Monday 23 Feb 2009
CHANGES TO STROUD LEVEL CROSSINGS TO DETER MISUSE
The survey also found that all the incidents recorded occurred mostly during the five minutes while pedestrians were waiting for northbound trains to cross. However, the trend of misuse reversed when pedestrians only had to wait 30 seconds for southbound trains to pass.
To deter pedestrians from running the risk, Network Rail has amended the timing sequence at the crossings. All trains will now take on average 20 – 30 seconds (depending on the speed and type of trains) to reach the crossing after the sound of the alarm.
The timing adheres to the safety guidelines set by the Office of Rail Regulation. The move to standardise the waiting time is also backed by Gloucestershire County Council and local schools, including Stroud High, Marling and Archway schools.
Alan Milne, community safety manager at Network Rail, said, “All level crossings are safe if they are used correctly. We’ve had some problems at Beards Lane and Downfield where people have been impatient. The longer sequence on the northbound side has also led them to falsely believe that they can beat the train. By standardising the waiting time and the increased efforts in raising awareness of the dangers or misuse, we hope to bring positive changes to the way the crossings are used.”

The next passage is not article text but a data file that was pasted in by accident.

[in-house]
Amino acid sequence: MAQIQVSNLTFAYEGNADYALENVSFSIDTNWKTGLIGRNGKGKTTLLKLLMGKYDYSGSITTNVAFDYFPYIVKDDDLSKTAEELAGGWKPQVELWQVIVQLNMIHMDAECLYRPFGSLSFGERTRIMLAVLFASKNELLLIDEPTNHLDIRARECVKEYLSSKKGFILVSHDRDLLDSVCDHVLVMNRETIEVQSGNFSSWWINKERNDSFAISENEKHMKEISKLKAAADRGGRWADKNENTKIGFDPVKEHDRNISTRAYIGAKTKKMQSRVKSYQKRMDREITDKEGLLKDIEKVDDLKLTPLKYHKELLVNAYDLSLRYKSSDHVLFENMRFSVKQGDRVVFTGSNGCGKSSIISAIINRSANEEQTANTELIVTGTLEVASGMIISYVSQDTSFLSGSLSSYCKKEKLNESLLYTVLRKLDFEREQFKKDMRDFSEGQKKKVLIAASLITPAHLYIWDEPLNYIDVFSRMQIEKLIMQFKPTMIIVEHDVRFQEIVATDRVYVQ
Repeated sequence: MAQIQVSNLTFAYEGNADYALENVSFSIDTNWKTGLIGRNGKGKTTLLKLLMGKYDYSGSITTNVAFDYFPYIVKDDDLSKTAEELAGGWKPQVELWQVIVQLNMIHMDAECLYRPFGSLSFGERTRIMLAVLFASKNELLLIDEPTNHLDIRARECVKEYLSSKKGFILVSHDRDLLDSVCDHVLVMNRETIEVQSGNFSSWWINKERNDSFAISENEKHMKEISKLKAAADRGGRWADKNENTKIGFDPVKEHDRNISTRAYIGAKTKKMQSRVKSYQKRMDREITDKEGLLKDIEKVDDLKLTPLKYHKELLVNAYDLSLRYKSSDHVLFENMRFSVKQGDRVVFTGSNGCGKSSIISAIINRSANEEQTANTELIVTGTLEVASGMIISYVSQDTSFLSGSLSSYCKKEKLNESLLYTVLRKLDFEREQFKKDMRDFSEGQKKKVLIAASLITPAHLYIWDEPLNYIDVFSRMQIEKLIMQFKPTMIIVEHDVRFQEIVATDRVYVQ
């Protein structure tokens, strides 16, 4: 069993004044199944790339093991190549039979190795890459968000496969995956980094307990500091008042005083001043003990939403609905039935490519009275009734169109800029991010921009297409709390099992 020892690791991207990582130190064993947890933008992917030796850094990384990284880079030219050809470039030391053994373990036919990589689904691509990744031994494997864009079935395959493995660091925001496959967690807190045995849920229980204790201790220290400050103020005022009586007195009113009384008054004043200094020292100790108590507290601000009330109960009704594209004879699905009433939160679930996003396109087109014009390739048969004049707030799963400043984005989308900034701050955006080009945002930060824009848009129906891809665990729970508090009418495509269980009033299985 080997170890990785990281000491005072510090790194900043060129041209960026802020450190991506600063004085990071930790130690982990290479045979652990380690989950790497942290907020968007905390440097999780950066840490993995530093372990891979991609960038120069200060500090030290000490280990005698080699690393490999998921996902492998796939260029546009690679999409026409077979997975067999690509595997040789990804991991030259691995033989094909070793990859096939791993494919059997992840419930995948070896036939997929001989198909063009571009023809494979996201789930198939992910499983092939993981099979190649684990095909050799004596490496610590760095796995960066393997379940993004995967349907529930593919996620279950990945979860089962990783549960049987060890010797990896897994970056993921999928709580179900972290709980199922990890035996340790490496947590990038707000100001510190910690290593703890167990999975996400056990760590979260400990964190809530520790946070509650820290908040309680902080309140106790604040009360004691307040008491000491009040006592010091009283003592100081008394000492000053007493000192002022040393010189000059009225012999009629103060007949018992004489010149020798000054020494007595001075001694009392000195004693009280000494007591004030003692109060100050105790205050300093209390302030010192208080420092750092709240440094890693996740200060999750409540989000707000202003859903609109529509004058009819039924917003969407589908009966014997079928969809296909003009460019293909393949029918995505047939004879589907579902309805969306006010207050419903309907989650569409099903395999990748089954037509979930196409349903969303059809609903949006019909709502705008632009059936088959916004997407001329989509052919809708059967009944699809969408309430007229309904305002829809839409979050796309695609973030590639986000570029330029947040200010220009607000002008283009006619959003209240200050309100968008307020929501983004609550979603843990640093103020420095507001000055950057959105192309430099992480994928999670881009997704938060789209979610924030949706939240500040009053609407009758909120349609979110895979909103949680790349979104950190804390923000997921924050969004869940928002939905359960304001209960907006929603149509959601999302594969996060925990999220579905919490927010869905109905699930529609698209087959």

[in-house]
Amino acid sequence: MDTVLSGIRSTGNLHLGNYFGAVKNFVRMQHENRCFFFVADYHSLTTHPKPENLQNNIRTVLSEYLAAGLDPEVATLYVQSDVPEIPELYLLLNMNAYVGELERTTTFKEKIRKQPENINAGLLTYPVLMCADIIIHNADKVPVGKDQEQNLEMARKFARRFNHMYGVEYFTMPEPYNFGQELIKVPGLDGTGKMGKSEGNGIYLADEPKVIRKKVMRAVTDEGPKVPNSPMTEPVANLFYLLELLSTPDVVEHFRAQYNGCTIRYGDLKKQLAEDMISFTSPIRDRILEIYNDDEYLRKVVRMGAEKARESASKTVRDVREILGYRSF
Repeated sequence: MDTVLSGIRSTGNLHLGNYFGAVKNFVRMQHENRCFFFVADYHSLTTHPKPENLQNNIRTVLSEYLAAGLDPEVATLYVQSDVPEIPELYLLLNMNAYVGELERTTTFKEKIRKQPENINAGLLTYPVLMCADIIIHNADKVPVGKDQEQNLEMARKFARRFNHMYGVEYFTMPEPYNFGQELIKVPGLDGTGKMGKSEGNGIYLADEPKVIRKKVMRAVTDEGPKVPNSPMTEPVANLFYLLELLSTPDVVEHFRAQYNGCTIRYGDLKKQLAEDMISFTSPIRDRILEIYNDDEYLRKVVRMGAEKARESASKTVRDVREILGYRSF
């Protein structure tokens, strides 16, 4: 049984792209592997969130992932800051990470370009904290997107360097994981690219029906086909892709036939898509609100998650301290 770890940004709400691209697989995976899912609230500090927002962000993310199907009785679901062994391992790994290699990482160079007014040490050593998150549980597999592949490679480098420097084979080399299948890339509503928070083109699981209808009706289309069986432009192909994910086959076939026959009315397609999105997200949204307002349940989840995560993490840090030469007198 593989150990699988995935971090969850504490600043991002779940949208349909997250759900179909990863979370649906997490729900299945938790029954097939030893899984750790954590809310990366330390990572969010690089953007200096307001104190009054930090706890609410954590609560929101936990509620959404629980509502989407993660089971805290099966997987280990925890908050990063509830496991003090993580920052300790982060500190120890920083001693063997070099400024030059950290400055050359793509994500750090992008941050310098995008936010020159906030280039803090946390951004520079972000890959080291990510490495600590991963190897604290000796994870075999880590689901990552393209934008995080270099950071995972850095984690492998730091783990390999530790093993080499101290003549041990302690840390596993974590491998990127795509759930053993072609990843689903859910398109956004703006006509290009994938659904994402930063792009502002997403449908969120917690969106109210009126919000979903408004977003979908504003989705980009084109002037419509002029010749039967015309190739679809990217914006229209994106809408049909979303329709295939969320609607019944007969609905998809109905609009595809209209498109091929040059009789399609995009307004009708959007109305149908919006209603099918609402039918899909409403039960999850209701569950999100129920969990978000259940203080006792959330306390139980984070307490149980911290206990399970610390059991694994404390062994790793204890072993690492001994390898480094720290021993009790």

For the next two weeks from 23 February, Network Rail’s community safety managers will be stationed at the crossings to advise users of the changes and warn them of the dangers of misusing level crossings.
Network Rail has also been visiting local schools in the area to publicise the change in timing and to raise safety awareness among young people. Additional signage with instructions on how to use the crossings correctly will also be put up.
About Network Rail
We own, operate and develop Britain's railway infrastructure; that's 20,000 miles of track, 30,000 bridges, tunnels and viaducts and the thousands of signals, level crossings and stations. We run 20 of the UK's largest stations while all the others, over 2,500, are run by the country's train operating companies.
Every day, there are more than 4.8 million journeys made in the UK and over 600 freight trains run on the network. People depend on Britain's railway for their daily commute, to visit friends and loved ones and to get them home safe every day. Our role is to deliver a safe and reliable railway, so we carefully manage and deliver thousands of projects every year that form part of the multi-billion pound Railway Upgrade Plan, to grow and expand the nation's railway network to respond to the tremendous growth and demand the railway has experienced - a doubling of passenger journeys over the past 20 years.